Thursday, July 30, 2015

Antibiotic resistance in wild #penguins amplifies global health problem

Simon Lauder reported this story on Thursday, July 30, 2015
ELEANOR HALL: A wildlife researcher is raising the alarm about the spread of superbugs to wild animals.

The spread of antibiotic resistant bacteria is one of the world's most worrying health problems.

This morning Dr Michelle Power from Macquarie University told an international wildlife disease conference in Queensland that she's uncovered evidence that antibiotic resistance is spreading beyond people to wild animals, including the little penguins of Sydney Harbour.

Dr Power has been telling our reporter Simon Lauder that her research is another sign that superbugs could be impossible to contain.

MICHELLE POWER: So we've looked at four different animals. One is penguins, little penguins, the second one is the Australia sea lions which are endangered. The third is brush-tailed rock wallabies and our fourth is actually flying foxes.

SIMON LAUDER: Did you find all had antibiotic resistant bacteria in them?

MICHELLE POWER: Not all of them. Flying foxes don't have antibiotic resistant bacteria, but the Australia sea lions, the little penguin and also the brush-tailed rock wallabies do.

SIMON LAUDER: What kind of prevalence are you talking about?

MICHELLE POWER: The prevalence is fairly low. In wild colonies, we don't tend to see it too much, but it's more in captive colonies where you have that increased interaction with humans which is where the antibiotic resistance is likely to come from and so it can range from as little as 10 per cent up to about 40 per cent, 45 per cent.

SIMON LAUDER: I understand you did find some antibiotic resistance in some wild colonies of little penguins?

MICHELLE POWER: We did. That was a pilot study. We detected resistance in three of about 20 animals, but it's early days for that little colony and so yes, so that was the one in Sydney Harbour over in Manly.

SIMON LAUDER: And obviously the little penguins in Sydney Harbour wouldn't be taking antibiotics so where are they getting their resistance from?

MICHELLE POWER: Okay, so essentially the machinery that causes antibiotic resistance or is responsible for antibiotic resistance in many bacteria is actually quite common in healthy humans, not only sick people, and it's excreted into sewerage via faeces and wastewater and then the mechanisms can make their way into the environment essentially.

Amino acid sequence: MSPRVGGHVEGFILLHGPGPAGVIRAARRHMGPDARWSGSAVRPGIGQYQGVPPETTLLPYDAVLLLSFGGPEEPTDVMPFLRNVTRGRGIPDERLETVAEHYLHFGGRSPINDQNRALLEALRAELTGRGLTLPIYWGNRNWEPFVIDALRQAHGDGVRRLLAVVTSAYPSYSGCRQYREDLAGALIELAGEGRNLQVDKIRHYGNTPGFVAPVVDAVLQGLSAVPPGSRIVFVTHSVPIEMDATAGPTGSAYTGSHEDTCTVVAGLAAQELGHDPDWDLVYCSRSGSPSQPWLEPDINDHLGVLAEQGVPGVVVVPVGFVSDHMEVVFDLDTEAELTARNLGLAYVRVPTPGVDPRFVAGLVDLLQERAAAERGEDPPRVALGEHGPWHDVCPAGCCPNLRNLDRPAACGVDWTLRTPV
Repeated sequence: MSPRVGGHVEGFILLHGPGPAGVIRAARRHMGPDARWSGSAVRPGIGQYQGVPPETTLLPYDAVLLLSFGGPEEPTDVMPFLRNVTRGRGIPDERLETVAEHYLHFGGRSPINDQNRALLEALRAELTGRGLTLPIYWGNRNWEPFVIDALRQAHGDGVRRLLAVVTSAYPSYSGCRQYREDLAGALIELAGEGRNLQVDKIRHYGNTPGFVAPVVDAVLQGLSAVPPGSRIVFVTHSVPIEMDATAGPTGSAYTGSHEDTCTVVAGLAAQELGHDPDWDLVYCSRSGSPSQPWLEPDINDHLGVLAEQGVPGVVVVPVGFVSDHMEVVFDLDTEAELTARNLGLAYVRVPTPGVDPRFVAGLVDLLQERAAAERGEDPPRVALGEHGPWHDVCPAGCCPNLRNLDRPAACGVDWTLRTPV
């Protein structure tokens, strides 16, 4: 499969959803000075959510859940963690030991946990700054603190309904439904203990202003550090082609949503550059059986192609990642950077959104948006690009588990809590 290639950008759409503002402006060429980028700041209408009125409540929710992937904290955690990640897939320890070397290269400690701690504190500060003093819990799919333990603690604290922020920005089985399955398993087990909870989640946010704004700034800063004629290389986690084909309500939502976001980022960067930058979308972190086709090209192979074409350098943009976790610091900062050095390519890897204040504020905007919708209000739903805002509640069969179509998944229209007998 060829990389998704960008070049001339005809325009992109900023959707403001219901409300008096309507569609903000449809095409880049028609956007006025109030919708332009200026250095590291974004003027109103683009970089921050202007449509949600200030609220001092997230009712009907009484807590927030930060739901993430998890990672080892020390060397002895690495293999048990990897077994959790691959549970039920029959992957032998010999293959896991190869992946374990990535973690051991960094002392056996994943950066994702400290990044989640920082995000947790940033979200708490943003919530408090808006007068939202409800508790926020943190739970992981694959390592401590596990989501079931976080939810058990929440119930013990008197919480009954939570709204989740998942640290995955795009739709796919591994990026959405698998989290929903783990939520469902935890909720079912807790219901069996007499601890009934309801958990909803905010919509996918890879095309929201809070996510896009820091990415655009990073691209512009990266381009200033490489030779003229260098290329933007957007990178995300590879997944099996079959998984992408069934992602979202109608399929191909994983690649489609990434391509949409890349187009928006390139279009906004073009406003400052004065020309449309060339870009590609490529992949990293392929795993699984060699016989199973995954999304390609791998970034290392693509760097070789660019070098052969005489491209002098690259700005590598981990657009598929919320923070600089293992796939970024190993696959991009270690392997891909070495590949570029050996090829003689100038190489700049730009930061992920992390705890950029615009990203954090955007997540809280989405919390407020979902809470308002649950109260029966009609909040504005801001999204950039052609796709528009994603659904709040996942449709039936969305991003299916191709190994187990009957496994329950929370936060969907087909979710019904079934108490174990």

SIMON LAUDER: So is that people who have antibiotic resistance and then their waste ends up in the harbour?

MICHELLE POWER: Pretty much, yes. The DNA elements or the machinery aren't actually broken down through the sewage processes so it's the DNA elements that can end up in the harbour and also bacteria also from wastewater runoff from domestic animals as well.

SIMON LAUDER: The spread of superbugs worldwide is a massive problem. What does your research tell us about the hopes of containing that spread?

MICHELLE POWER: Well, I guess essentially one of the issues with the spread of antibiotic resistance is that is a four way mechanism. So we have antibiotic resistance that's quite common and that it has been selected for in humans.

Humans are then contaminating or polluting the environment through various sources but resistance is also now present in production animals and domestic animals, so essentially when their faeces is making the way into the environment, or their poo into the environment, they're distribution of bacteria are also.

So essentially what we're trying to do is to understand how bacteria and antibiotic resistance is moving between that interface - humans, domestic animals and wildlife - and how we can control transmission and understand it from a one health perspective instead of one of those corners alones.

SIMON LAUDER: So presumably wild animals can now pass this resistance among themselves as well?

MICHELLE POWER: Yes, exactly so when we're potentially intervention it or trying to recover or conserve animals, if they've been in an environment where they've picked up antibiotic resistance and they're released into an environment where there's wild animals, they can potentially pass.

But this is an area of study that we don't actually understand and that's something we're also looking at.

So what's the fate of these mechanisms when they do make their way out into the wild?

SIMON LAUDER: What are your concerns about the implications for this finding, for that great world health problem of antibiotic resistance?

MICHELLE POWER: The biggest concern is that essentially that machinery that causes antibiotic resistance are passing through lots of different animals, including humans, then back into the environment and when they're in the environment they can actually get more super powers and pick up different genes that may also given them the ability to resist multiple antibiotics and then they can make their way back again after going through the environment, back into humans or the hosts.

So you can have this amplification of resistance essentially.

So that's one of the biggest concerns I think and obviously control as well into the future if we continue to have this emergence.

ELEANOR HALL: That's Dr Michelle Power from Macquarie University, speaking at the International Wildlife Diseases conference in Queensland and to our reporter, Simon Lauder


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